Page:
Welcome to this month’s T-SQL Tuesday post ,which is about when I have used Memory Optimized Tables (MOTs). Now, this month’s T-SQL Tuesday is hosted by the organizer Steve Jones, and I suspect he stepped in at the last minute.
Steve invites us all to write about when we have decided whether to use MOTs. You can read more about the invite in detail by clicking on the T-SQL Tuesday logo above.
To clarify, MOTs are used within the In-Memory OLTP technology within SQL Server.
I’ll be honest here I used MOT tables the most when I learned about them for my MCSE.
In fact, I ended up going through a white paper and the entire first book about them by Kalen Delaney.
I have frequently considered using them more in the workplace. Especially for databases that have either a high number of transactions on or use staging tables for ETL processes.
However, the main issue has been redesigning the architecture to cater for them. Especially on older versions of SQL Server where there less supported features.
You can read more about unsupported features for SQL Server 2017 MOTs in detail here.
In addition, for some servers it would have meant getting more memory for them. You can read about the memory requirements in detail here.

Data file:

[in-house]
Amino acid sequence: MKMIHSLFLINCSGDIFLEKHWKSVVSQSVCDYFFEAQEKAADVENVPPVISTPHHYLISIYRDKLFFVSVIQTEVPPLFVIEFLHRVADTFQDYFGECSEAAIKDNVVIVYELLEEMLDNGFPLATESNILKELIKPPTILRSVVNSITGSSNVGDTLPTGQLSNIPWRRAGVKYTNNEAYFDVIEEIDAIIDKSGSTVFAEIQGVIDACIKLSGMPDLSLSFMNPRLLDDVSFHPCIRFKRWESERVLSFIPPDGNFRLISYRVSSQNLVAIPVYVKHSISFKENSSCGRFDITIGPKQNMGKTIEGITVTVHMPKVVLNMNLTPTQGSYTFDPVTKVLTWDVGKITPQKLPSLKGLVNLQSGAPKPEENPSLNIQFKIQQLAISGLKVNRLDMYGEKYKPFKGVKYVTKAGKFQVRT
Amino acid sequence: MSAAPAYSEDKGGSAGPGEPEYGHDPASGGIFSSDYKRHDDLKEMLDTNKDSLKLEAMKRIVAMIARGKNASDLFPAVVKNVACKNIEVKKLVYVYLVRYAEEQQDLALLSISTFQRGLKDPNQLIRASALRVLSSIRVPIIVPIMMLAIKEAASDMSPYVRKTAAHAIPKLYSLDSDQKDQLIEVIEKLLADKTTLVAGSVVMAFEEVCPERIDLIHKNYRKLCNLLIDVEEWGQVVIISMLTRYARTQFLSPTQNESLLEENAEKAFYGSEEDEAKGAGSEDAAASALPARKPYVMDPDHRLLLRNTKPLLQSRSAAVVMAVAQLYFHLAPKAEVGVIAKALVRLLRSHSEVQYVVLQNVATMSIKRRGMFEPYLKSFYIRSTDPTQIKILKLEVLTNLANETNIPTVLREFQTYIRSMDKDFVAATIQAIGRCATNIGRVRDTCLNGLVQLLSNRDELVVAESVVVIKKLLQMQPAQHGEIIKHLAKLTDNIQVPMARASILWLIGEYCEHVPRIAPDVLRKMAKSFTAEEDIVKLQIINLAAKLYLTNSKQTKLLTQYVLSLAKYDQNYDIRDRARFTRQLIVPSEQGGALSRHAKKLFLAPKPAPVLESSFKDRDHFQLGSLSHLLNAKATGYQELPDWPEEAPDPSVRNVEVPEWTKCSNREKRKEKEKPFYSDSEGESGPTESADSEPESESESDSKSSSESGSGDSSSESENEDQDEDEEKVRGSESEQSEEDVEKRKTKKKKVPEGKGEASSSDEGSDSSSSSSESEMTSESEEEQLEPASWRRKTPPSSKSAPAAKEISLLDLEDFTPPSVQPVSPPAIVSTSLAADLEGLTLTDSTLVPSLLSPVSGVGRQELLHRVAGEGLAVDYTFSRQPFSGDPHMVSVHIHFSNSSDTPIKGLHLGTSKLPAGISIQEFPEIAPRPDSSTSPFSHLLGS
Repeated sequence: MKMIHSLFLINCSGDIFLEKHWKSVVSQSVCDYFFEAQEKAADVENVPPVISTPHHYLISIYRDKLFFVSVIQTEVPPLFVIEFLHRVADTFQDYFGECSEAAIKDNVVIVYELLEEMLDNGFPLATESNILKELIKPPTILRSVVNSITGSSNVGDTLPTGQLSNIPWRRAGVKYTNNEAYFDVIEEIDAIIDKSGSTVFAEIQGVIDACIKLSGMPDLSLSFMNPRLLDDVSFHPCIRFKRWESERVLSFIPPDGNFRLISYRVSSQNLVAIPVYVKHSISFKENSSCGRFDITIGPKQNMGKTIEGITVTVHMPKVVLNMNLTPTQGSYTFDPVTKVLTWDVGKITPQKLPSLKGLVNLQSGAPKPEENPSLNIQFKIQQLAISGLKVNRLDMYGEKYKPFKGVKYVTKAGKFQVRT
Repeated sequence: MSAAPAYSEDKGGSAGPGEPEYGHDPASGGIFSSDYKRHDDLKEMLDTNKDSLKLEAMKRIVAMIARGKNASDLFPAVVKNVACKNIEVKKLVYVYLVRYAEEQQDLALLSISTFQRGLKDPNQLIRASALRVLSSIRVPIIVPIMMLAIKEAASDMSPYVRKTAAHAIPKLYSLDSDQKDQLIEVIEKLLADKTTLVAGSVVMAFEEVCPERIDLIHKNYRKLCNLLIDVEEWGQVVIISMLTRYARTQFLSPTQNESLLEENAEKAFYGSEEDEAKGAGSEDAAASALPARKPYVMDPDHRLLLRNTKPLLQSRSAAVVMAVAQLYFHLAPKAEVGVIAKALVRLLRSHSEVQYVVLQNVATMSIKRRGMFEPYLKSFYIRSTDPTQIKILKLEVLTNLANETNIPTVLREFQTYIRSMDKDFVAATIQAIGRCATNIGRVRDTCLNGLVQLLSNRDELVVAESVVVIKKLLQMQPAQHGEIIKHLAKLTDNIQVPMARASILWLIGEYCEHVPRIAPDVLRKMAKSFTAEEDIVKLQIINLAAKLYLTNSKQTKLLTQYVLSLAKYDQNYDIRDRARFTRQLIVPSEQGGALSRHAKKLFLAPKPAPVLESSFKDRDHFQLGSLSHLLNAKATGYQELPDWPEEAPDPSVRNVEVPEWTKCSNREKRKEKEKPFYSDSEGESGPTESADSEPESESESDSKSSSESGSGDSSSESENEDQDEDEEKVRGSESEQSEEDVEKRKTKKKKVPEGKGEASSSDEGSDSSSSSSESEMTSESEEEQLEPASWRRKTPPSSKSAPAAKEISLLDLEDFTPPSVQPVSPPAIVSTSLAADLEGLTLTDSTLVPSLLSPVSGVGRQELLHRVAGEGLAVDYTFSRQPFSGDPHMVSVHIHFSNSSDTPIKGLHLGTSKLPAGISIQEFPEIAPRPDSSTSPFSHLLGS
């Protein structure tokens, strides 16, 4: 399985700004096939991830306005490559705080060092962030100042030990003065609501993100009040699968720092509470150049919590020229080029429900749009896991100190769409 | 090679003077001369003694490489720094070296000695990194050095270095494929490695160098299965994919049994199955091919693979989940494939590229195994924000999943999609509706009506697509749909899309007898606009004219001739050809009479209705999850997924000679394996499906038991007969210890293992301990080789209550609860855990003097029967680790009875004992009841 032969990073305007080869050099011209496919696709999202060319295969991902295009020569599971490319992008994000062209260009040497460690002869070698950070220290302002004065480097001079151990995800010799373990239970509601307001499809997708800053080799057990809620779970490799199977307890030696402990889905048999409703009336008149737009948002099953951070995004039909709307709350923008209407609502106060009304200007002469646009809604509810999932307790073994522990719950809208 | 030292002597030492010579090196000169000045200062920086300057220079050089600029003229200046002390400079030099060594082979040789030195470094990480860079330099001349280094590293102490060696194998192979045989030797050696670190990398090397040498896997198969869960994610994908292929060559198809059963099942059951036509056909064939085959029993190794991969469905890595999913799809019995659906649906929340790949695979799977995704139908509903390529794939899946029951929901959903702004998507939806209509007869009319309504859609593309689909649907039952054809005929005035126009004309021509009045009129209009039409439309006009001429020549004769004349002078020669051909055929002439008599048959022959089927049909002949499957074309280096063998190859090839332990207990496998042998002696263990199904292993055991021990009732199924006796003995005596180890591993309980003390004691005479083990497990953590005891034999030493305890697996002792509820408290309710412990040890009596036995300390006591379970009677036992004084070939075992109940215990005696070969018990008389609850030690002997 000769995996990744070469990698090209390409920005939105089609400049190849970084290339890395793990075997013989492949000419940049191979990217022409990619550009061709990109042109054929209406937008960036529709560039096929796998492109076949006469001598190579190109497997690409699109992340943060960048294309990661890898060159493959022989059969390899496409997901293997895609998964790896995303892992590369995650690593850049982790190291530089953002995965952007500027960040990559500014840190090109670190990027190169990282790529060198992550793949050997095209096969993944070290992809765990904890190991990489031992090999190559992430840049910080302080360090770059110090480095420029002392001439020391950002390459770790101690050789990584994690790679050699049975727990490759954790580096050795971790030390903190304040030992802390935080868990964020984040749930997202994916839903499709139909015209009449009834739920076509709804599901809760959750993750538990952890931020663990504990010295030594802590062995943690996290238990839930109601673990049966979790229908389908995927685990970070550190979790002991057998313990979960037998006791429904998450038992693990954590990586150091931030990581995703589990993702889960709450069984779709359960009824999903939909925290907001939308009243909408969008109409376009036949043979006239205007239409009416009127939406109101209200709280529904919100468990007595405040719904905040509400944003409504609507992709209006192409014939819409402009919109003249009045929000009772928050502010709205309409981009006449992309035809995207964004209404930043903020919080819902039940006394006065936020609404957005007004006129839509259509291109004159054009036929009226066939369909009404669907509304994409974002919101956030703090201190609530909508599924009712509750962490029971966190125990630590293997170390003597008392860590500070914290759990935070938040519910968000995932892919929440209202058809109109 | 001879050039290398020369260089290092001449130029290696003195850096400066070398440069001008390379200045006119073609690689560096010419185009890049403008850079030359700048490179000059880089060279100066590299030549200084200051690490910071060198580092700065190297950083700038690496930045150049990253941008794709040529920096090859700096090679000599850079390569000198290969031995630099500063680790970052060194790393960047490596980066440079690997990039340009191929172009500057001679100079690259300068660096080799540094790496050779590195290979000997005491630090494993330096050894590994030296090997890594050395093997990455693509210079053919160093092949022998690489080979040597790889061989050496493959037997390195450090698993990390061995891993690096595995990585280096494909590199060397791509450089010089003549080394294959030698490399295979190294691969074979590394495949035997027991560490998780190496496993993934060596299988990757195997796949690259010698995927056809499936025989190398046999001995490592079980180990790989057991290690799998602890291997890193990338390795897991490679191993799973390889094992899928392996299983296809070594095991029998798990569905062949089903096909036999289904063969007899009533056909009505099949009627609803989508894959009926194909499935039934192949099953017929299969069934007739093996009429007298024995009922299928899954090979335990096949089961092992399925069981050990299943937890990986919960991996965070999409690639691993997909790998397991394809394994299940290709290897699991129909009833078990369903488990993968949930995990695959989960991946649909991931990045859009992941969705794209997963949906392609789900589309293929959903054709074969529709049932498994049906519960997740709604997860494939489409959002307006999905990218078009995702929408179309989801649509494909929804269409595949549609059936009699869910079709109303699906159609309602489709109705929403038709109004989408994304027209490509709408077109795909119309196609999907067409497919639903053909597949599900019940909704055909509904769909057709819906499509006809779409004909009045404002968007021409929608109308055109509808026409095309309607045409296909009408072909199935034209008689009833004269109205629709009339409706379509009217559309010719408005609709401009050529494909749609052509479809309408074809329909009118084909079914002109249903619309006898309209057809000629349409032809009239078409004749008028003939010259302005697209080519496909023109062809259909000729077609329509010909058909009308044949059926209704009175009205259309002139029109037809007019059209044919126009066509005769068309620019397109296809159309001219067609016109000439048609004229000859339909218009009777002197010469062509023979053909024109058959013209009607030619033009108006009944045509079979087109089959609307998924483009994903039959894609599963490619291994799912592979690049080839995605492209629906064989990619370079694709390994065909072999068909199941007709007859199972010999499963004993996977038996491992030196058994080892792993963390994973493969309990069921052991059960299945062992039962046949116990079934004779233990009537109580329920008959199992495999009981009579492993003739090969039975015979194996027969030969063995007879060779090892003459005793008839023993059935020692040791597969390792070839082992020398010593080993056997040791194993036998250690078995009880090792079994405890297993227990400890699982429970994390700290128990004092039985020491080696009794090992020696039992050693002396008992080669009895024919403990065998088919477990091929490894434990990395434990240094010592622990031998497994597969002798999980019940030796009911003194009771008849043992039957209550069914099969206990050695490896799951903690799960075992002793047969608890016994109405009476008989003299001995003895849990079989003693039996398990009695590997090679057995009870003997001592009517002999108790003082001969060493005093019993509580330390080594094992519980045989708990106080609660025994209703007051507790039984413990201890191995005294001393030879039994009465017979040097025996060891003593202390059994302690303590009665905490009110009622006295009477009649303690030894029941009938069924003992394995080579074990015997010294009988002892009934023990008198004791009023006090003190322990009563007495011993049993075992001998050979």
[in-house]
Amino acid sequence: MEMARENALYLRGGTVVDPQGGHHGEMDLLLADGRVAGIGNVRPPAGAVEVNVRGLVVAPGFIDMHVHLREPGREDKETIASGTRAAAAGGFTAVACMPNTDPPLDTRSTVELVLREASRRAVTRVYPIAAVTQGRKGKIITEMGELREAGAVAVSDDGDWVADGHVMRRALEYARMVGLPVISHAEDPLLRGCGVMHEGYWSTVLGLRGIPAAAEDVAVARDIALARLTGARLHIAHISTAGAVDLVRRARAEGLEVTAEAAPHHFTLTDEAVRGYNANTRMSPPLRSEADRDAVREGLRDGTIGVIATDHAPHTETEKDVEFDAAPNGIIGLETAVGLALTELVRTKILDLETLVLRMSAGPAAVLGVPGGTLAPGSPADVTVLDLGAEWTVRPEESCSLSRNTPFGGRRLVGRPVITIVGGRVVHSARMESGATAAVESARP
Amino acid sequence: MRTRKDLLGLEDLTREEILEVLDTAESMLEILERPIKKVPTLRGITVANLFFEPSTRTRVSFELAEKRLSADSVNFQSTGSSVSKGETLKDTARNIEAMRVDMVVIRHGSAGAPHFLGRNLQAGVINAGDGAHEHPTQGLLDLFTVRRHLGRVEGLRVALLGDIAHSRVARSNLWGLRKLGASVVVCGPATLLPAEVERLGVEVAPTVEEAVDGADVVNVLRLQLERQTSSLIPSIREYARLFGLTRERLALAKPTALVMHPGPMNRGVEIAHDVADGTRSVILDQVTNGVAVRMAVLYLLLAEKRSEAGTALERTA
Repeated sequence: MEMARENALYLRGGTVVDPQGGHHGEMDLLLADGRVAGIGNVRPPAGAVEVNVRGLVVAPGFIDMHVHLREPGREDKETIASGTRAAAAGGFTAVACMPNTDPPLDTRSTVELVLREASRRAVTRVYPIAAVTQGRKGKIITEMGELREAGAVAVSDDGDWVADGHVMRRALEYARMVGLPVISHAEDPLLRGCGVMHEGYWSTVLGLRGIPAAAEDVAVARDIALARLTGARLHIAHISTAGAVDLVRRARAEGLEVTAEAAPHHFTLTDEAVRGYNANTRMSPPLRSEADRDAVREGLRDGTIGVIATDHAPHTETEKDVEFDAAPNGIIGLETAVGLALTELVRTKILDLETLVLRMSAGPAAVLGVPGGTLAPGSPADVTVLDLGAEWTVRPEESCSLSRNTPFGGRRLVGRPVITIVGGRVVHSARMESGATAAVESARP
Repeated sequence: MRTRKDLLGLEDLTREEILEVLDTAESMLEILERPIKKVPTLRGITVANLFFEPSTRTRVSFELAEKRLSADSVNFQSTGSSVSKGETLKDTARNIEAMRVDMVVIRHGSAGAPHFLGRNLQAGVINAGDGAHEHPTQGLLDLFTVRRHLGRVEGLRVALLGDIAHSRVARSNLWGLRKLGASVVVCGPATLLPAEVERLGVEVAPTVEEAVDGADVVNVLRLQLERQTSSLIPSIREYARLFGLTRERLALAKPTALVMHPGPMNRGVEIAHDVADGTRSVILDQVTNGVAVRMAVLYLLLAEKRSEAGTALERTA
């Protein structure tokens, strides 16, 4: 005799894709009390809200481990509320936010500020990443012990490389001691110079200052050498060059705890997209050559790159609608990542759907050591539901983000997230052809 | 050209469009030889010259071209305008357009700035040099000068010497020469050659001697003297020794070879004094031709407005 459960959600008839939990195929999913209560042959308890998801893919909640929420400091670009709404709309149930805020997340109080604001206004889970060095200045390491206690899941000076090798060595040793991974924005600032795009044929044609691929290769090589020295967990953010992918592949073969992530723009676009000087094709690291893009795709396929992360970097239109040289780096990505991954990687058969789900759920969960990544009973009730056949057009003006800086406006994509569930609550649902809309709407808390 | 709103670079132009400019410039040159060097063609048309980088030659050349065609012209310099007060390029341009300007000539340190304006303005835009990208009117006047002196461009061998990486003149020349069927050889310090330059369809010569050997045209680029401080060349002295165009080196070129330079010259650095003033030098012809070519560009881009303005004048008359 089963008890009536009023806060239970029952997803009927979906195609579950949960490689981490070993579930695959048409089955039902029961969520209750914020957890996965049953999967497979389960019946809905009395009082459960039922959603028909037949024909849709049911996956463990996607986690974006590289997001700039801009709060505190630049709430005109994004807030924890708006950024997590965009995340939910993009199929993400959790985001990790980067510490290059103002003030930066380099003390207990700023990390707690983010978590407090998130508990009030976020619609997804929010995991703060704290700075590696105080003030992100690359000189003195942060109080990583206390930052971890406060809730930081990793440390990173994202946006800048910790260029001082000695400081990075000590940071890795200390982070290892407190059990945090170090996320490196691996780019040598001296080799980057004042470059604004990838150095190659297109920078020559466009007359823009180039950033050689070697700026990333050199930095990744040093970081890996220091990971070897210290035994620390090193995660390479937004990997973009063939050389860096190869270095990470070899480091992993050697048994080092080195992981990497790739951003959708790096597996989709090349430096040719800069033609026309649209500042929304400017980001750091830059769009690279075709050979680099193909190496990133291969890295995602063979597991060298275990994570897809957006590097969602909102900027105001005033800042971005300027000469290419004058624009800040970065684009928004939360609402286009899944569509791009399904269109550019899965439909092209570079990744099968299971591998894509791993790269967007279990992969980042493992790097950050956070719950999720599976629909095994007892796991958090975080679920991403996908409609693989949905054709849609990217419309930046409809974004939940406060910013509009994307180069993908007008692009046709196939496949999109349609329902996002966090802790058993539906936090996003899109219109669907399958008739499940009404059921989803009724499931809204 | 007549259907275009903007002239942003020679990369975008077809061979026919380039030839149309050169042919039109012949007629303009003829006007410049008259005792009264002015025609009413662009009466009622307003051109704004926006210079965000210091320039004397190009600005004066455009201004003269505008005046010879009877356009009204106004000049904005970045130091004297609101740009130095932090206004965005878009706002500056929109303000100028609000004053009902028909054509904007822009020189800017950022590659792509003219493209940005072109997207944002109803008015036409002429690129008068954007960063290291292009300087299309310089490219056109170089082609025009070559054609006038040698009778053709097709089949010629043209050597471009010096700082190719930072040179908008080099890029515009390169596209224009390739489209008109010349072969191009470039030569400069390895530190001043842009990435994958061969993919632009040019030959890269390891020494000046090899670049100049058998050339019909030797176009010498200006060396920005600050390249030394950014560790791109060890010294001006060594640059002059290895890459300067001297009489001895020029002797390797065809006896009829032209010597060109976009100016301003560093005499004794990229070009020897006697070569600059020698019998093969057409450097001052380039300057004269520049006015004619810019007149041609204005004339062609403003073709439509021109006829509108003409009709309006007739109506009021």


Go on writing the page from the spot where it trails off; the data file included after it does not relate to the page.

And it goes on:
Popularity of Memory Optimized Tables
Generally speaking, MOTs appear to have a popularity issue.
For instance, I currently work with a large estate that has nearly 2000 instances and as far as I am aware only a limited number of those instances use them.
However, after looking into them to gain my MCSE I must admit they do have their uses.
In fact, I have spoken to others in the community who have used them, and they have stated they have been of great use.
Personally, I think they are underrated just like filtered indexes. I truly hope over time they both become more popular.
Maybe, just maybe, we’ll see something appear in SQL Server 2019 that will give them the significant boost in popularity they obviously need.
Well I hope you enjoyed my T-SQL Tuesday contribution for this month. If you’re one of the people who uses these tables, feel free to comment about your use of them.
If anybody else is looking to find out more about MOTs for your SQL Server exams you can read my old post about exam tips here.
For those of you who are thinking about submitting your own T-SQL Tuesday contribution I actively encourage you to do so for so many reasons.